What is the Soul Cap and Why Was it Rejected for Olympic Use?
Teachmiddle school students about why the "Soul Cap" was created especially for Black swimmers and providean opportunity for students to reflect on the backlash sparked by the decision to ban it in the Olympics.
Elementary students consider different aspects of identity and learn how to use their voices to challenge bias as they look atidentity and representation in media, including games, apps, TV, movies and toys.
An increasing number of people are calling for an end to the Electoral College. Teach high students about the Electoral College and its origins, as well as the more contemporary movement advocating for the National Popular Vote and the interstate compact that would support it.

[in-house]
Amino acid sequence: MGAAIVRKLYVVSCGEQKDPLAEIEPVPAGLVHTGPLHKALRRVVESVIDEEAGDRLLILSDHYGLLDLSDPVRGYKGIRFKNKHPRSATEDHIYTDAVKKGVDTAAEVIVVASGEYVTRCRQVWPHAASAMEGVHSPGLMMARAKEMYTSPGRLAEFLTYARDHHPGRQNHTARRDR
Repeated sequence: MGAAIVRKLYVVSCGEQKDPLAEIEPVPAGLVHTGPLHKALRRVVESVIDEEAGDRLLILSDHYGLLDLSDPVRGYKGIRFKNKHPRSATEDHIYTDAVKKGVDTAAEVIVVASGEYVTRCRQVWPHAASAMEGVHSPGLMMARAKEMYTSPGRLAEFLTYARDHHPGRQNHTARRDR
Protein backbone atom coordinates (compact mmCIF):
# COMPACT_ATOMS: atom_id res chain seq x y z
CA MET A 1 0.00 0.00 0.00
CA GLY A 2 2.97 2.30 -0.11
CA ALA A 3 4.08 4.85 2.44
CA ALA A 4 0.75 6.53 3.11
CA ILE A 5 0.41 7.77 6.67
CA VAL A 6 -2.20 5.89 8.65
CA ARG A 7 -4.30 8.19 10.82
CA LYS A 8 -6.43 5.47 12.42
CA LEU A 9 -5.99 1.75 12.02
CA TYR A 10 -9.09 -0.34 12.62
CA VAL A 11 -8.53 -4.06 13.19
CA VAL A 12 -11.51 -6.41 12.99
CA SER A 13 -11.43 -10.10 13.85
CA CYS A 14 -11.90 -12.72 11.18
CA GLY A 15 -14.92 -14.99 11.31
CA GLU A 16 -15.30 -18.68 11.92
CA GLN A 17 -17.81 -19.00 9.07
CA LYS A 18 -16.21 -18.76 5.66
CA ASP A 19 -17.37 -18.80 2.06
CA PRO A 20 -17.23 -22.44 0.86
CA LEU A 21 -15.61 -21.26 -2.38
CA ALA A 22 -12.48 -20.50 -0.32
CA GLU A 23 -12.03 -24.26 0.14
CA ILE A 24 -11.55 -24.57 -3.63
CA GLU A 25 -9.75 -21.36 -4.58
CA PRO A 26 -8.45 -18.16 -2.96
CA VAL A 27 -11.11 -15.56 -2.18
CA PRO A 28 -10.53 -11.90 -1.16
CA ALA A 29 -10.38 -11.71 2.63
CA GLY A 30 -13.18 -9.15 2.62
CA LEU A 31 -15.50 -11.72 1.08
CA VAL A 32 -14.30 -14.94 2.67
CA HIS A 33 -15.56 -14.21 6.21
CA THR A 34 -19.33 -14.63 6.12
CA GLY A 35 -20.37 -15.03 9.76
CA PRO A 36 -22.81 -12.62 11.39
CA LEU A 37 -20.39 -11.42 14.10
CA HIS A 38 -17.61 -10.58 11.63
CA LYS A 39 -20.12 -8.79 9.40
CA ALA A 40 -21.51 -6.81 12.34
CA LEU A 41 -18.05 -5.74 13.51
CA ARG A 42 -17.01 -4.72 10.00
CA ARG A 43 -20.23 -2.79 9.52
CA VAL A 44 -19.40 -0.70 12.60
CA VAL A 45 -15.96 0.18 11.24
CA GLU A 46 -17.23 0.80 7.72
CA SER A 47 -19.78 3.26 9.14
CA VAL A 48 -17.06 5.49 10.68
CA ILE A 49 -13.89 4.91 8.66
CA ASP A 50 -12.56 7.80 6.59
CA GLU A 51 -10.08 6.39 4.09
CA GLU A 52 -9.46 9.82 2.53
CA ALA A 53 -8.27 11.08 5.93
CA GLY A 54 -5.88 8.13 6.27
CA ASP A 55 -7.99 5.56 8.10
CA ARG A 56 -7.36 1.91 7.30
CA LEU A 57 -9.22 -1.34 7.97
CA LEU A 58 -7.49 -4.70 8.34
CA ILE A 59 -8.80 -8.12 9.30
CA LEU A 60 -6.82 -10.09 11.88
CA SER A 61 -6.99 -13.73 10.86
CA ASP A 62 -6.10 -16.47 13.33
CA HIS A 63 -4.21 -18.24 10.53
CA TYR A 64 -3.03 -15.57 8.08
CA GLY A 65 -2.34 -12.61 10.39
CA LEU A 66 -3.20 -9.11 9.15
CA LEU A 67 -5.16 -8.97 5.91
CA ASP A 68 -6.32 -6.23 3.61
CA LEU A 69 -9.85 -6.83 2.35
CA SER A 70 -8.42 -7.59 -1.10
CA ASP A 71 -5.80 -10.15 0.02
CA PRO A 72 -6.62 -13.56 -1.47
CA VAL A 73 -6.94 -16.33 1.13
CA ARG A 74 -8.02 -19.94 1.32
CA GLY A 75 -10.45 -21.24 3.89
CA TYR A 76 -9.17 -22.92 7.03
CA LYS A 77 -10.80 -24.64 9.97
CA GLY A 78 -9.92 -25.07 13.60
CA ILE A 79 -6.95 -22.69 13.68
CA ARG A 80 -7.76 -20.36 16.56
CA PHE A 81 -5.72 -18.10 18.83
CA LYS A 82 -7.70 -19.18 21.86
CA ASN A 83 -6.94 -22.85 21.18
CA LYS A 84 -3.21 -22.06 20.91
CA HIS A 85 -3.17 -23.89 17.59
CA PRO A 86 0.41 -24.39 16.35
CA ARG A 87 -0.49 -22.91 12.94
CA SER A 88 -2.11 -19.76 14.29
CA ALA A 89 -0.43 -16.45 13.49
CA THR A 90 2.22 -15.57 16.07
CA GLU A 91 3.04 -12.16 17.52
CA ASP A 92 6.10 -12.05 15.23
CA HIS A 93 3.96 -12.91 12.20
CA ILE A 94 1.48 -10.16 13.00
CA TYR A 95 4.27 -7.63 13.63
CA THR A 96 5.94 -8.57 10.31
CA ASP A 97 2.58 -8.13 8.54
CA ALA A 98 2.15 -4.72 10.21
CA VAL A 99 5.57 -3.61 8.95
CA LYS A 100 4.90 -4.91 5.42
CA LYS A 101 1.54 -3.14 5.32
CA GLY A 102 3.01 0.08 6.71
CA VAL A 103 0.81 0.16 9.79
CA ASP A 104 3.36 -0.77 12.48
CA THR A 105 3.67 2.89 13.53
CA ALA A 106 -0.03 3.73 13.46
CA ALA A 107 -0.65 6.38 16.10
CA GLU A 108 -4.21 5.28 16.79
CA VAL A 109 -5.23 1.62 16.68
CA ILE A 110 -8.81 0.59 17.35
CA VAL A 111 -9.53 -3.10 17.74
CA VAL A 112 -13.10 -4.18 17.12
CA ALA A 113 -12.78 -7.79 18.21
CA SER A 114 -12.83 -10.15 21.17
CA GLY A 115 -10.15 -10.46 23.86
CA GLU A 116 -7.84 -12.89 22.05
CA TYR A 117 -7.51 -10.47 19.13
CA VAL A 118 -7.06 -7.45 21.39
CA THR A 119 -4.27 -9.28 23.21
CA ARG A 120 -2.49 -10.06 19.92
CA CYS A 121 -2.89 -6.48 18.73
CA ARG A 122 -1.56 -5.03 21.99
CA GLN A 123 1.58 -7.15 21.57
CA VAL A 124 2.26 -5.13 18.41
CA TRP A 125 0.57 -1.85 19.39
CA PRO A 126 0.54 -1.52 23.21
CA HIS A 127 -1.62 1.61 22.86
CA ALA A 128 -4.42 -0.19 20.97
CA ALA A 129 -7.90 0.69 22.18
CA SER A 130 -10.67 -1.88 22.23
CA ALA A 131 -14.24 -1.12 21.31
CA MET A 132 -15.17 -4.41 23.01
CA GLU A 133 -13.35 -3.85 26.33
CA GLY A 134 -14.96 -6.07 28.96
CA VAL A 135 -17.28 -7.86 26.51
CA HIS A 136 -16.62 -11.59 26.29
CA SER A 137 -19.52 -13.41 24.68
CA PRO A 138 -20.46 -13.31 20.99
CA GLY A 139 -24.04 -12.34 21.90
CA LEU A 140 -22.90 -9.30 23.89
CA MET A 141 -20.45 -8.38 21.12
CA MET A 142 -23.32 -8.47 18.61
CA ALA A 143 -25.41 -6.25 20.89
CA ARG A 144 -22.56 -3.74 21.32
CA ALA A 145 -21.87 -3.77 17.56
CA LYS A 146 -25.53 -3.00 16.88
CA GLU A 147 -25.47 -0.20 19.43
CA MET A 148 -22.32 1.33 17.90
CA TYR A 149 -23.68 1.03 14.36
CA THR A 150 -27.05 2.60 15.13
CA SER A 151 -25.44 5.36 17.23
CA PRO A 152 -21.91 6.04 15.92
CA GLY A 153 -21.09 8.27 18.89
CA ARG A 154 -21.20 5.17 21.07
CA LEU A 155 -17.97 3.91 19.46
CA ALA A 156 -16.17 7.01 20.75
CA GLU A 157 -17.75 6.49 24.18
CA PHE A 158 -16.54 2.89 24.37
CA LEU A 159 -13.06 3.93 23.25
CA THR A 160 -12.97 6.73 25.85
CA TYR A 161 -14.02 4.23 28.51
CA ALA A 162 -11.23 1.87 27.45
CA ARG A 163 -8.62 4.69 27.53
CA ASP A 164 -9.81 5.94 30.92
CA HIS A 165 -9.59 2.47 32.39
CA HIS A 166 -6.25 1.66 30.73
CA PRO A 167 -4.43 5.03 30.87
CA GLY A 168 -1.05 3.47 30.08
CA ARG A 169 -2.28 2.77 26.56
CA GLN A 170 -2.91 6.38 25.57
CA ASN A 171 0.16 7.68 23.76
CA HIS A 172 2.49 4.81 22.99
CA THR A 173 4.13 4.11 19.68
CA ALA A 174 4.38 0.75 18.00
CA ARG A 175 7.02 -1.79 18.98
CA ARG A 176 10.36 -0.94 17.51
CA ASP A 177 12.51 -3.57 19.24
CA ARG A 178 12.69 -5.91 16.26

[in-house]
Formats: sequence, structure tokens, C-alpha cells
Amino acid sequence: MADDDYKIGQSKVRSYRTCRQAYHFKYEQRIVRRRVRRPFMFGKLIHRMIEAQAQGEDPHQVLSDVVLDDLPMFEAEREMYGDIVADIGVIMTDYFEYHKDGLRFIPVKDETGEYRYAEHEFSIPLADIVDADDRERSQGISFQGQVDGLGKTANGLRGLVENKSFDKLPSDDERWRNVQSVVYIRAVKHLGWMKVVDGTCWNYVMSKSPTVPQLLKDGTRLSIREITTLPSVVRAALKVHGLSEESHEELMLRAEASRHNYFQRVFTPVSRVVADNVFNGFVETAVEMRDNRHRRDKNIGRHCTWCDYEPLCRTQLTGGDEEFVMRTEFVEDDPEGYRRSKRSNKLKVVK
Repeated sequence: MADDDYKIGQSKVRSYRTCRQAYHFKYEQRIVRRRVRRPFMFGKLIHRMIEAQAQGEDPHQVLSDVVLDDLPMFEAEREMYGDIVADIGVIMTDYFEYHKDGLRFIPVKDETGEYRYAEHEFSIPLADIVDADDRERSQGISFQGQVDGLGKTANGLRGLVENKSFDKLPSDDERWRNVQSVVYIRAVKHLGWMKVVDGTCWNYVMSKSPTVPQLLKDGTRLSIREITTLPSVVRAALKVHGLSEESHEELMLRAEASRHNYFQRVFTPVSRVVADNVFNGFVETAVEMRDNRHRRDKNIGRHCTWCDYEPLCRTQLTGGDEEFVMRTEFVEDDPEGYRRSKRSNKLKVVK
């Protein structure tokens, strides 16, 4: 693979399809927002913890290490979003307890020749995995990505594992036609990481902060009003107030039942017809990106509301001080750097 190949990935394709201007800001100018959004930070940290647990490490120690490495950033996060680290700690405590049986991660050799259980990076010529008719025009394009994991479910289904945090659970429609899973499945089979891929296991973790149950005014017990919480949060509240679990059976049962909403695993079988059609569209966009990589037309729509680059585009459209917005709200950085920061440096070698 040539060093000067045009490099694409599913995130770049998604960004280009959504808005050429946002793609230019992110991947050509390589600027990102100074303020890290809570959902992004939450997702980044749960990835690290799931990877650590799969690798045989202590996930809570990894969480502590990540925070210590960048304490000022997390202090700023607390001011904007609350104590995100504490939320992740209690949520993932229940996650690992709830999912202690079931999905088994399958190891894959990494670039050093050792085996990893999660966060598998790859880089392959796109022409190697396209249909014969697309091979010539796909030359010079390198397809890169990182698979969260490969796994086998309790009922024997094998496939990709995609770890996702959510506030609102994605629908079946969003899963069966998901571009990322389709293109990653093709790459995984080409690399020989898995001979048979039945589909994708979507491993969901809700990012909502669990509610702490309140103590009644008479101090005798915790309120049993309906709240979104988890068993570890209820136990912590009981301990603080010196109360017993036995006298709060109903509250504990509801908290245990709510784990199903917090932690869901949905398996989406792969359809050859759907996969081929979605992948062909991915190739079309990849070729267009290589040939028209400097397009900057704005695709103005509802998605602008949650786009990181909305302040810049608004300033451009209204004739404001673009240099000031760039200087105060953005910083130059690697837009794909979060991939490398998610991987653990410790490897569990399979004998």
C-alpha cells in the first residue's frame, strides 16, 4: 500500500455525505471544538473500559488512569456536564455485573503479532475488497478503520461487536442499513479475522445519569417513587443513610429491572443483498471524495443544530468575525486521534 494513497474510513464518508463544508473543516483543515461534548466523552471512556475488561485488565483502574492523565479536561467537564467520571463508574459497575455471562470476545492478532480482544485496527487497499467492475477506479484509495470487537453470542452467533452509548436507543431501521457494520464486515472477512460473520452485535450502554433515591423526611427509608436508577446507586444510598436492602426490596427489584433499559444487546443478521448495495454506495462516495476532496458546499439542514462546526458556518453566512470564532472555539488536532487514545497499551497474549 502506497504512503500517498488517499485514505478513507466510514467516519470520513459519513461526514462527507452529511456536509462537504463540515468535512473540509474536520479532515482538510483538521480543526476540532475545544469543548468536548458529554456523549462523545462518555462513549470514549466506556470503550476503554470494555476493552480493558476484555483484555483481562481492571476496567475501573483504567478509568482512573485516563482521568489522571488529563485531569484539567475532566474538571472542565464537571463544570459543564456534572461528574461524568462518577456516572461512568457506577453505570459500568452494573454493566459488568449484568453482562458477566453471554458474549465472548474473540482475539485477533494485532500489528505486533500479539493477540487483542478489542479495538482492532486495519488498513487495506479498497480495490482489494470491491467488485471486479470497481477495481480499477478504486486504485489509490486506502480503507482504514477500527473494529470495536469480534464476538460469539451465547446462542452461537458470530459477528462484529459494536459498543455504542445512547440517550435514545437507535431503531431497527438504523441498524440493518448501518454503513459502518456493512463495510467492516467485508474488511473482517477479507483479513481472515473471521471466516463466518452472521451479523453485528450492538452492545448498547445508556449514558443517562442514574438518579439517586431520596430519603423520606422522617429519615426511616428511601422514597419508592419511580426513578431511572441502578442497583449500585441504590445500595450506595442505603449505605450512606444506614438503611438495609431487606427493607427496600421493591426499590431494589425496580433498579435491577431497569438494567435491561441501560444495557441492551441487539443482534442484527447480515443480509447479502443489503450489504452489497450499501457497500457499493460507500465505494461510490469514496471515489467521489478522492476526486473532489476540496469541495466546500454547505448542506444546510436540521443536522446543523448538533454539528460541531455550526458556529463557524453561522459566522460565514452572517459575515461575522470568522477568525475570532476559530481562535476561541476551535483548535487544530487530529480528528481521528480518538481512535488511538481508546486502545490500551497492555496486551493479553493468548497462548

Felony disenfranchisement can impact elections and local laws in a variety of ways. High school students learn about felony disenfranchisement, discuss the pros and cons and whether it should remain intact.
Students learn what algorithms are, how they work and how they impact our daily lives, and consider questions like: Is an algorithm always reliable when it predicts human behavior? Is it ethical to use an algorithm to make a critical decision about another person’s life?
Students learn about how the Constitution affected persons who were not of the same demographics as the Founding Fathers. They will also discuss the ease and difficulty of making amendments to the Constitution.
Understanding bias and discrimination is integral to civics education because it relates to our civil rights. Students explore implicit bias and self-reflect about situations in which they have experienced or encountered everyday type of bias.